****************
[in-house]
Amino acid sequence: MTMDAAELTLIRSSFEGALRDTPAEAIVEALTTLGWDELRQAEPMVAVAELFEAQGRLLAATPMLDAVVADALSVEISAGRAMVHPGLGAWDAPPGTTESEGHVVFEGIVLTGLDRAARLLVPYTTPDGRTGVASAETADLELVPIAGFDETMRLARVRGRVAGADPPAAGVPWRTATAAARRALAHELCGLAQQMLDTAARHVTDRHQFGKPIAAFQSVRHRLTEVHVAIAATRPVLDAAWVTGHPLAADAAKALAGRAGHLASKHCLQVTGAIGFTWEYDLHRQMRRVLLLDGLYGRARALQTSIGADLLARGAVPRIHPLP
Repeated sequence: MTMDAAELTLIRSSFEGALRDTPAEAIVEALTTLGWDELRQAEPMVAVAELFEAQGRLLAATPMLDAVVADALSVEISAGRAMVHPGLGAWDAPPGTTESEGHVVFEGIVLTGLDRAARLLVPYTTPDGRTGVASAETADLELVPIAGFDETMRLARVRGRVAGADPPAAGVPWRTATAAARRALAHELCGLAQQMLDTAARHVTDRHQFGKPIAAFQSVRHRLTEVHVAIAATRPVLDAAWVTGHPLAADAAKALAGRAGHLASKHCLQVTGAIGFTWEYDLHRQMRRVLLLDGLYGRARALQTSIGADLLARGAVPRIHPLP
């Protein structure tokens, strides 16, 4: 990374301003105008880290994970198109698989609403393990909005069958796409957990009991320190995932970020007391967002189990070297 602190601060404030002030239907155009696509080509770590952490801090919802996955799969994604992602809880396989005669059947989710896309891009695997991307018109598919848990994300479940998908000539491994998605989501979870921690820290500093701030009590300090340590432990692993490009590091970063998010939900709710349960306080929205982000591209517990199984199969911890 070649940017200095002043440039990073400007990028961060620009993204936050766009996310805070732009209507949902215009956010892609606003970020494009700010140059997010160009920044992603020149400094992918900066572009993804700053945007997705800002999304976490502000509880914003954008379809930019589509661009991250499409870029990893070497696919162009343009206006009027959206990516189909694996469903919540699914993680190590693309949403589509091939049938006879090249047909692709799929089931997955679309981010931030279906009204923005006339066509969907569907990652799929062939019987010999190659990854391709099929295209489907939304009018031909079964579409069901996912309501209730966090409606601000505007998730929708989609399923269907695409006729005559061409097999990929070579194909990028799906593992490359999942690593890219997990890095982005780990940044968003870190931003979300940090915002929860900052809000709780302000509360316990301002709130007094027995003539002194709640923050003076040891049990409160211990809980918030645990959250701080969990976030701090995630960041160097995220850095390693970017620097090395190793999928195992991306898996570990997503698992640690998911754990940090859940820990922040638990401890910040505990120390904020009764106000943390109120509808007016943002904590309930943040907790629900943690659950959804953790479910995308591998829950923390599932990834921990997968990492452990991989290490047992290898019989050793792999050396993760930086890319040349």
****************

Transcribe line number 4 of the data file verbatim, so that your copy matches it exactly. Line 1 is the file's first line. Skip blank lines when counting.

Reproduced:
């Protein structure tokens, strides 16, 4: 990374301003105008880290994970198109698989609403393990909005069958796409957990009991320190995932970020007391967002189990070297 602190601060404030002030239907155009696509080509770590952490801090919802996955799969994604992602809880396989005669059947989710896309891009695997991307018109598919848990994300479940998908000539491994998605989501979870921690820290500093701030009590300090340590432990692993490009590091970063998010939900709710349960306080929205982000591209517990199984199969911890 070649940017200095002043440039990073400007990028961060620009993204936050766009996310805070732009209507949902215009956010892609606003970020494009700010140059997010160009920044992603020149400094992918900066572009993804700053945007997705800002999304976490502000509880914003954008379809930019589509661009991250499409870029990893070497696919162009343009206006009027959206990516189909694996469903919540699914993680190590693309949403589509091939049938006879090249047909692709799929089931997955679309981010931030279906009204923005006339066509969907569907990652799929062939019987010999190659990854391709099929295209489907939304009018031909079964579409069901996912309501209730966090409606601000505007998730929708989609399923269907695409006729005559061409097999990929070579194909990028799906593992490359999942690593890219997990890095982005780990940044968003870190931003979300940090915002929860900052809000709780302000509360316990301002709130007094027995003539002194709640923050003076040891049990409160211990809980918030645990959250701080969990976030701090995630960041160097995220850095390693970017620097090395190793999928195992991306898996570990997503698992640690998911754990940090859940820990922040638990401890910040505990120390904020009764106000943390109120509808007016943002904590309930943040907790629900943690659950959804953790479910995308591998829950923390599932990834921990997968990492452990991989290490047992290898019989050793792999050396993760930086890319040349």